Lost Planet 3 - Multi
I'm an absolute sucker for strong writing and characterization, and Lost Planet 3 has it in spades. While some were surprised or put off by the sudden shift away from fast action into a more narrative-driven structure, I adored it. It was a rare, mellow pleasure to join space-faring long-haul trucker Jim Peyton on his day-to-day duties, experiencing what it must feel like to be so far from home and missing your family while trying your best to support them. Playing the role of someone who wasn't an invincible lone soldier or lethal space marine was a rare treat, and the writers did a fantastic job in taking the mundane and making it shine.
Dragon’s Crown – PS3/Vita
Dragon’s Crown is the ultimate example of taking an older genre that’s been lying fallow and revving it back up for modern sensibilities. The side-scrolling beat-‘em-up hasn't been deserving of attention to for years, but Vanillaware not only brought it back with a bang, they created what could very well be the finest iteration that’s ever existed. The hand-drawn art is fluidly fantastic and dripping with distinctive style, the depth in game design and character abilities is superb, and the replay value -- traditionally a weakness of the genre -- far outstrips its predecessors thanks to the diversity of classes, numerous side quests, and online cooperative questing.
Tearaway - Vita
Out of all the titles I played this year, nothing was fresher or more joyous than this. Media Molecule uses every aspect of the Vita’s hardware in interesting, innovative ways that mesh perfectly with the third-person gameplay. It’s exceedingly rare when I don’t find touch integration or motion irritating in games, but everything Tearaway does is smart, restrained, and infused with whimsy and delight. There’s also no denying that the character and world design are painfully cute, and awarding the player papercraft blueprints to create in the real world was absolute brilliance. If there was ever a poster child for what the Vita’s hardware is capable of, this game is it.
Brothers: A Tale Of Two Sons - Multi
This small, quietly unassuming title came out of nowhere with a gut-punch emotional response and a radical intertwining of game design and narrative. By combining the physical nature of controllers with the way the player controls two characters at the same time, a special form of storytelling was created that could only exist via the electronic medium. In addition, its dark fairytale of a story was conveyed only through gesture and play… Not a single word is uttered from start to finish. Succeeding at so many challenges is an incredible achievement from any perspective, and Brothers elegantly demonstrates that there’s plenty of room left to explore in the narrative space that has nothing to do with scripting or dialogue.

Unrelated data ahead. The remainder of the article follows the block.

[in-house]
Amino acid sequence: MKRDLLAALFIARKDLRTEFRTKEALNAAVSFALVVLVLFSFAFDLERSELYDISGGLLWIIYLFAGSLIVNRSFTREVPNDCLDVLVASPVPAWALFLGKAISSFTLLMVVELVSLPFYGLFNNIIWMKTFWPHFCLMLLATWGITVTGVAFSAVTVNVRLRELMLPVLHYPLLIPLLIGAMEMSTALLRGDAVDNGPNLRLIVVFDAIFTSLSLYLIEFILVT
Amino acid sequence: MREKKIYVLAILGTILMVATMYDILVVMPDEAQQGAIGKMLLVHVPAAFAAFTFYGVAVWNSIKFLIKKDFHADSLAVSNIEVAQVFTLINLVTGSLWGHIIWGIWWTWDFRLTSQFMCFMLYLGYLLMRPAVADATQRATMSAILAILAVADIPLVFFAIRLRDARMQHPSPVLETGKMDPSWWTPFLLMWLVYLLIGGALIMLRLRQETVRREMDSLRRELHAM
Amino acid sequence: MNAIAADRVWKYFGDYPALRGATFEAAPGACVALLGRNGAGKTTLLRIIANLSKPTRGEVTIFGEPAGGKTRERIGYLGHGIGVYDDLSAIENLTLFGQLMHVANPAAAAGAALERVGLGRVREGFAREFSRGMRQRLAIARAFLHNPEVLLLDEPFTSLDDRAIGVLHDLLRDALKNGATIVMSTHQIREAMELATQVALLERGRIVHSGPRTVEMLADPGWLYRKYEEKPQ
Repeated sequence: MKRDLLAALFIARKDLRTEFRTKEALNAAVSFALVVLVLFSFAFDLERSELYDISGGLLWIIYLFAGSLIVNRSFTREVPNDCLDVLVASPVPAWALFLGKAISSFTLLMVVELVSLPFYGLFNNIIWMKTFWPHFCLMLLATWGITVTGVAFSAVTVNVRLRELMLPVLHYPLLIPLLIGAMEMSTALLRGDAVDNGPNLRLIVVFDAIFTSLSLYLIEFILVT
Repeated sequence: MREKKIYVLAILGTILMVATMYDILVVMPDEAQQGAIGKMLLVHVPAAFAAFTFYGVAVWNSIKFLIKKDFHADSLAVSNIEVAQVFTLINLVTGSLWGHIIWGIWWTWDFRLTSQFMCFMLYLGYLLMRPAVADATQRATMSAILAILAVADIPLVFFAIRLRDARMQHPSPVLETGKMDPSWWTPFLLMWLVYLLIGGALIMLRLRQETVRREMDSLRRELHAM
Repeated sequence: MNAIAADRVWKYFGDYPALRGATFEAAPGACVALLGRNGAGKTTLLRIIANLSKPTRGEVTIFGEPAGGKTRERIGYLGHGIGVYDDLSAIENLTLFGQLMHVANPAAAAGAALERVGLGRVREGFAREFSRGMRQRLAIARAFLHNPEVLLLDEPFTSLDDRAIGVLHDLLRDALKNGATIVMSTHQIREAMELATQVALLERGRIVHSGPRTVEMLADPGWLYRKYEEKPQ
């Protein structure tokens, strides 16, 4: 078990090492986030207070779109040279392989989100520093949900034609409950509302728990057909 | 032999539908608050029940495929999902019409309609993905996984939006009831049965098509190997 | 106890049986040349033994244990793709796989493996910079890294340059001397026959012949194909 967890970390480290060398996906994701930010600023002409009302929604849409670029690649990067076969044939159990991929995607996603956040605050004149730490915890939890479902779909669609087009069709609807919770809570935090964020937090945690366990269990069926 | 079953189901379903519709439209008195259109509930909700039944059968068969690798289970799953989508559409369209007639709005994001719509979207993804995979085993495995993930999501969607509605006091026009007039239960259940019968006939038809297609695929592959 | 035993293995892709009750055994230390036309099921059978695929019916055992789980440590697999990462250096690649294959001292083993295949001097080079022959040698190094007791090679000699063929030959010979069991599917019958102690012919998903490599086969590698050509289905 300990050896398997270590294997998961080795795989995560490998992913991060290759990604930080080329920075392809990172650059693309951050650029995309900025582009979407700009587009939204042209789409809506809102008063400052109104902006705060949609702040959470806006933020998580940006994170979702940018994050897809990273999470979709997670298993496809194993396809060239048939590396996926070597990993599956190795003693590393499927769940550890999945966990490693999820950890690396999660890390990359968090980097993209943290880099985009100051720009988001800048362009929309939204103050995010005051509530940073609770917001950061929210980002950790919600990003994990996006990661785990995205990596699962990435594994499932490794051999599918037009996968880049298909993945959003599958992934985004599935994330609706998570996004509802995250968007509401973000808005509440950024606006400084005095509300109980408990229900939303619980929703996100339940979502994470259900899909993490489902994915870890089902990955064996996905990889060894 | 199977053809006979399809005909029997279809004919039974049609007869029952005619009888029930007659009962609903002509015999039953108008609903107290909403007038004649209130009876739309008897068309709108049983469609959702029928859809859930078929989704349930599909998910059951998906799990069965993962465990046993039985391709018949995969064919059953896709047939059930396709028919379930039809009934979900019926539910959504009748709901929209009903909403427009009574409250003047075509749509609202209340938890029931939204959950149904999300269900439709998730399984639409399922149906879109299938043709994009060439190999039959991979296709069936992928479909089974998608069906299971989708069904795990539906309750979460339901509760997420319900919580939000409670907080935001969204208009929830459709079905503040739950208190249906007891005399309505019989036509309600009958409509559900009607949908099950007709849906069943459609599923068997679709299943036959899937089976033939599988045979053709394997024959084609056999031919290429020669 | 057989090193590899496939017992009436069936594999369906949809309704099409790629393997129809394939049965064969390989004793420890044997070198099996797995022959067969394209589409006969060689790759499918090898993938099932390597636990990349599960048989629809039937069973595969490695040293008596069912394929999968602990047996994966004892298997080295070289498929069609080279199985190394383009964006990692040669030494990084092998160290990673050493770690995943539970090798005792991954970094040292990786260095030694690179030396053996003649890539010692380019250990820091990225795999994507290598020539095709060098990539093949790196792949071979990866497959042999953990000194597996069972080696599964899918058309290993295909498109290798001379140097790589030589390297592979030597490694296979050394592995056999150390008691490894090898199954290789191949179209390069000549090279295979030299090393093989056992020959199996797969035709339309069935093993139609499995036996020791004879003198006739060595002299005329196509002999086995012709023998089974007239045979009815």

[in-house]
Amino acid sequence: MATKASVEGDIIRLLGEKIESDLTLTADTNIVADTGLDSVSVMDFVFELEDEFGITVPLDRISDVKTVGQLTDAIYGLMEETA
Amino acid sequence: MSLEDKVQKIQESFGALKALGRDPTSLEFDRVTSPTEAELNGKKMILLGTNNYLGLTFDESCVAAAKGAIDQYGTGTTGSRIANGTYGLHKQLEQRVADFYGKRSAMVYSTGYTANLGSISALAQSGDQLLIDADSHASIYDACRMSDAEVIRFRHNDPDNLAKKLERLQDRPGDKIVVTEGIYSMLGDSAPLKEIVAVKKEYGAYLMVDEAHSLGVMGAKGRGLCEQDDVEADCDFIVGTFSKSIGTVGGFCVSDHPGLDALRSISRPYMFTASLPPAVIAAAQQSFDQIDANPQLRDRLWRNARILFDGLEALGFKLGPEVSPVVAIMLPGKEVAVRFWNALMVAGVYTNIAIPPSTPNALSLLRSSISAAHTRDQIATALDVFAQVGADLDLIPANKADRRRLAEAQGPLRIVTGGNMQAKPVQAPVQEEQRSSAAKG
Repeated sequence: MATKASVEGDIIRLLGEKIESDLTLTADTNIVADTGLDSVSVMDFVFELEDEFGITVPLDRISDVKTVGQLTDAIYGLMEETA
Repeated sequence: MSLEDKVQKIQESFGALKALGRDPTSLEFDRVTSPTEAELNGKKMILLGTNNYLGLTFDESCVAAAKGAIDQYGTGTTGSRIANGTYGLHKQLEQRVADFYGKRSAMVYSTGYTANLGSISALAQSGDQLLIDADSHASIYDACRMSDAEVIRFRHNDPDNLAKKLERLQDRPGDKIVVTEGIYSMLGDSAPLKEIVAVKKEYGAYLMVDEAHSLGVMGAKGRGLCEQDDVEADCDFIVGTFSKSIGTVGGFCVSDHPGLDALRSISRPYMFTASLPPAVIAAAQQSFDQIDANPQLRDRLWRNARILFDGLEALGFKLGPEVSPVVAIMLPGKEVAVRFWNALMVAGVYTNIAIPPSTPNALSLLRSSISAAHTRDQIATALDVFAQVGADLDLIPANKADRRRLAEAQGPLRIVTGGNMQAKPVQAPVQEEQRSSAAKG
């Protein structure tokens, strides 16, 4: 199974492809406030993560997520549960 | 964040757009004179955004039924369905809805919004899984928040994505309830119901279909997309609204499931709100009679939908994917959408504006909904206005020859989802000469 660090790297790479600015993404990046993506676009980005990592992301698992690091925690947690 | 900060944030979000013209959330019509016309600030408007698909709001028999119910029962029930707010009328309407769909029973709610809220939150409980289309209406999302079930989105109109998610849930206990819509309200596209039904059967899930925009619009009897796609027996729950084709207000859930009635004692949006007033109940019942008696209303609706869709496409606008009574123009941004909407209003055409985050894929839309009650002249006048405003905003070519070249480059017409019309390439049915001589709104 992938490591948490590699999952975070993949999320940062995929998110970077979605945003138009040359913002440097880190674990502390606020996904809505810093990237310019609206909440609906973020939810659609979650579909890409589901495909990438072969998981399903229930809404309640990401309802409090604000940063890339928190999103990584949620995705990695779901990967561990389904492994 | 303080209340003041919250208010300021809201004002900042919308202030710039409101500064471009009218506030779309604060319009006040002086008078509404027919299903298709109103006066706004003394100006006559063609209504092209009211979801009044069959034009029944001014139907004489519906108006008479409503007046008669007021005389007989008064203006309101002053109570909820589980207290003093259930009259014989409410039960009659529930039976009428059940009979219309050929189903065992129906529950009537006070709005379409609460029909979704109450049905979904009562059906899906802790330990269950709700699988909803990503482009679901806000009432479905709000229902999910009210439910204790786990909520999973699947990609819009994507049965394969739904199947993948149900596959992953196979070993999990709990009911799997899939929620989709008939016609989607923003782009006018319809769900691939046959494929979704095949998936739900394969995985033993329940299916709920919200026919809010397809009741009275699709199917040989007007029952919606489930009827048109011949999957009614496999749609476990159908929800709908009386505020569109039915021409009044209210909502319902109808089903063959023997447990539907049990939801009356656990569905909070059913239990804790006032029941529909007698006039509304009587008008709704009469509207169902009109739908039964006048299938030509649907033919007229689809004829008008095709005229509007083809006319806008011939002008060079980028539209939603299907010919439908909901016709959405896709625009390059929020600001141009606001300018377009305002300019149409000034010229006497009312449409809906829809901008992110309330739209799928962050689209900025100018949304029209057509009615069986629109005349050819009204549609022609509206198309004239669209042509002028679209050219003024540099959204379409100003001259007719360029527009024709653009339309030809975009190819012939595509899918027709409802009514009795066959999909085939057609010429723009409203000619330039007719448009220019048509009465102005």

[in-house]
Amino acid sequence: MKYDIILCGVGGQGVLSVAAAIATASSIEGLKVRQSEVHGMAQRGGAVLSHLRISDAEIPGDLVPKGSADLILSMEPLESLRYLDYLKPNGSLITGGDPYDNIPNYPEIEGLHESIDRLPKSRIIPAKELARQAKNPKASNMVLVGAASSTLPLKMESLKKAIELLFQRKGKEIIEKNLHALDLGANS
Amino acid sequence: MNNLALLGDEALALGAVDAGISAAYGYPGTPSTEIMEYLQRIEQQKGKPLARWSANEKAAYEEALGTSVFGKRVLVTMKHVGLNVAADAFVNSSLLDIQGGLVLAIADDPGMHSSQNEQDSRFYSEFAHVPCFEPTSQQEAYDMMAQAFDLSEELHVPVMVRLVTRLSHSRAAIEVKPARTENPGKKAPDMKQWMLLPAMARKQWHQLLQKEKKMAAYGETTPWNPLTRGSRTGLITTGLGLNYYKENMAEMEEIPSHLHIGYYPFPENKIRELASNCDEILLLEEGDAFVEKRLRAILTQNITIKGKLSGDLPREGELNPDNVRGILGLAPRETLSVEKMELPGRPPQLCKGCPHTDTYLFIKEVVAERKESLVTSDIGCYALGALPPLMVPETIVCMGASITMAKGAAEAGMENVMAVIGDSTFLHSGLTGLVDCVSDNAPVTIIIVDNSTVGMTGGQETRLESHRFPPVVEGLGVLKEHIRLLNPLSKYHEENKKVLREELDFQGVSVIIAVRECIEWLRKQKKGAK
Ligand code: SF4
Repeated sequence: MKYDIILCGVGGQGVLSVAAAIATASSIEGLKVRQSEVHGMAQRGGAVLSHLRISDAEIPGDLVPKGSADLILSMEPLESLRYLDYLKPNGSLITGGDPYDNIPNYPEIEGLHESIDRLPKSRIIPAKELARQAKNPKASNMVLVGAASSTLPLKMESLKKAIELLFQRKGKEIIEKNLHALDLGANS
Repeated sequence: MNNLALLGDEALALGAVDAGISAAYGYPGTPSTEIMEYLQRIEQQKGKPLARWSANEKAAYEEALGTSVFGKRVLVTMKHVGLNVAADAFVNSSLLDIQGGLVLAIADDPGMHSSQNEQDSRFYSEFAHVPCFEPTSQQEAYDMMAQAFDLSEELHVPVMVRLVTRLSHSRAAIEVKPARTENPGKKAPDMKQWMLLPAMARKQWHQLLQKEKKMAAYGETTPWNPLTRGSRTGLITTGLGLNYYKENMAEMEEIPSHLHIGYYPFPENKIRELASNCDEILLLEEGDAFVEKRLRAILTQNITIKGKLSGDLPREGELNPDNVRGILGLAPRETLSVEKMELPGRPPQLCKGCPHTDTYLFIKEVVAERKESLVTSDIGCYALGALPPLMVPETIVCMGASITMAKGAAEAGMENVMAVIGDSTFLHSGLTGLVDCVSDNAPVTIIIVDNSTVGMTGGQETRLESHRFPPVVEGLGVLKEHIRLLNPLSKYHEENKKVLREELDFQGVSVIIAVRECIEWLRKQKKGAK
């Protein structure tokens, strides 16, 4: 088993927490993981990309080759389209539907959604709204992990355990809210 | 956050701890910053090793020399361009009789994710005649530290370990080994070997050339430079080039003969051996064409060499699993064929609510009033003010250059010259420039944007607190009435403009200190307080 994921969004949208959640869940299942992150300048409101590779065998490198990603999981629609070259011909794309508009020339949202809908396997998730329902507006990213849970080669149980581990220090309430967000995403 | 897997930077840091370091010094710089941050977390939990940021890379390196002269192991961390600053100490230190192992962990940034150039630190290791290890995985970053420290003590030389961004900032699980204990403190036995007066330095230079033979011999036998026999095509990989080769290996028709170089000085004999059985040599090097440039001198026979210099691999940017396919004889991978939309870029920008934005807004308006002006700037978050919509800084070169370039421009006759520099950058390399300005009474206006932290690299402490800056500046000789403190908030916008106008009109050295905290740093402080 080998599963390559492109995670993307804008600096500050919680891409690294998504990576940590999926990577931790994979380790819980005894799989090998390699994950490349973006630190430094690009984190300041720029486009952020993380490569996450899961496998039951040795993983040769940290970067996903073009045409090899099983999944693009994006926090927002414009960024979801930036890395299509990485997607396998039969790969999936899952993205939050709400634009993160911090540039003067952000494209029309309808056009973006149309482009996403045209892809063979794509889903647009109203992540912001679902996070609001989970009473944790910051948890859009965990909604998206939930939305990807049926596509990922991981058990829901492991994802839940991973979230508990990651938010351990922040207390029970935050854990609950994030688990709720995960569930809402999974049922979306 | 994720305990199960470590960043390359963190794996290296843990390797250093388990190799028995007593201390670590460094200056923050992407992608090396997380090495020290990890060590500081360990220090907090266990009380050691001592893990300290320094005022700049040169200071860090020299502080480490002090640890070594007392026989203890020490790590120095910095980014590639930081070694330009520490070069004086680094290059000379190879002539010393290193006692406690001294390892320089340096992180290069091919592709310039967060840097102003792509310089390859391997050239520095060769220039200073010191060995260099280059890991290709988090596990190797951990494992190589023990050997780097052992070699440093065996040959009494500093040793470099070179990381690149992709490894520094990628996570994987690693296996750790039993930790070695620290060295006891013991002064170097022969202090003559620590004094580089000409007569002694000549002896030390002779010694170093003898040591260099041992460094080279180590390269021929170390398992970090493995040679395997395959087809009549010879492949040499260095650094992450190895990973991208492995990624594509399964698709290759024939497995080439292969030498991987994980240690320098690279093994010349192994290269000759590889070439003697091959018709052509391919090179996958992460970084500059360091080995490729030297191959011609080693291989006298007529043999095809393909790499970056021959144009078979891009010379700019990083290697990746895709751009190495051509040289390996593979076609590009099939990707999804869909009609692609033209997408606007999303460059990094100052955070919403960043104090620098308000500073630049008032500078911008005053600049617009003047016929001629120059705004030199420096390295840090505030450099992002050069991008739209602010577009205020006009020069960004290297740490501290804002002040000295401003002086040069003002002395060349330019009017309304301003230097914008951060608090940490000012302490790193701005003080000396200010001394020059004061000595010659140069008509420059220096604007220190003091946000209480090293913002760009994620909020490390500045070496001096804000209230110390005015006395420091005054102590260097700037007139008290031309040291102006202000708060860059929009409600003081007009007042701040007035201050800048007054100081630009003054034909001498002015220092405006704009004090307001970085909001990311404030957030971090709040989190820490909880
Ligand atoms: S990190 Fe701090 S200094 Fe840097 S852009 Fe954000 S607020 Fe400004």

State of Decay – XBLA/PC
Despite the flood of zombie games over the last few years, I’ve been consistently frustrated at the lack of true survival scenarios… until now. State of Decay achieves exactly that, and does it magnificently. By creating an open world and allowing the player to roam free within it, searching for resources, rescuing survivors, and establishing a bulwark against the undead is fantastically gripping. Details such as managing internal strife at home base, assigning the right survivors to the correct tasks, and being in constant fear of character permadeath put it over the top. Going out on a routine supply run is never routine -- getting surprised by a mob of zombies and watching a character’s stamina run low as the undead close in is gut-churning. In this state, the stakes feel incredibly high at all times.
The Last Of Us – PS3
The Last Of Us is a genuine tour de force of writing, characterization, and world design.
Leads Ellie and Joel have one of the best relationships I've ever seen illustrated in a game thanks to incredibly natural conversations and rich levels of nonverbal expression. I was also quite taken by the contrasting themes of parental responsibility and independence, and of the way the game examines the difference between doing what’s right and doing what you must, not to mention questioning what the definition of “right” even is. The supporting cast is just as strong, and each new situation in their harsh quest presents riveting slices of what survival might mean to different people.
Technically, Naughty Dog devotes an unbelievable level of effort towards bringing each ruined location to life, and the environmental storytelling shines through. Even more impressive is how the hybrid stealth/combat play offers enough twists and surprises to actually sustain its fifteen-hour running time. Balancing tense encounters with quiet moments is a difficult thing, but the developers managed to find the right line better than most.
I never would have expected it given my general lack of affection for Uncharted, but these relatably human characters struggling through an inhuman situation manage to deliver the most memorable experience of the year. And that ending? It rings absolutely true. Although there’s no question that the amount of money and number of people required to create an experience of this sort would not be possible for many studios, the most important element of The Last Of Us is the time and care taken to craft the connection between its two leads, and the lessons learned here will certainly have an effect on future titles to come.
…And there you have it, my top ten of 2013.
I'd love to hear your thoughts either way, as well as your own picks. Post a comment and let me know!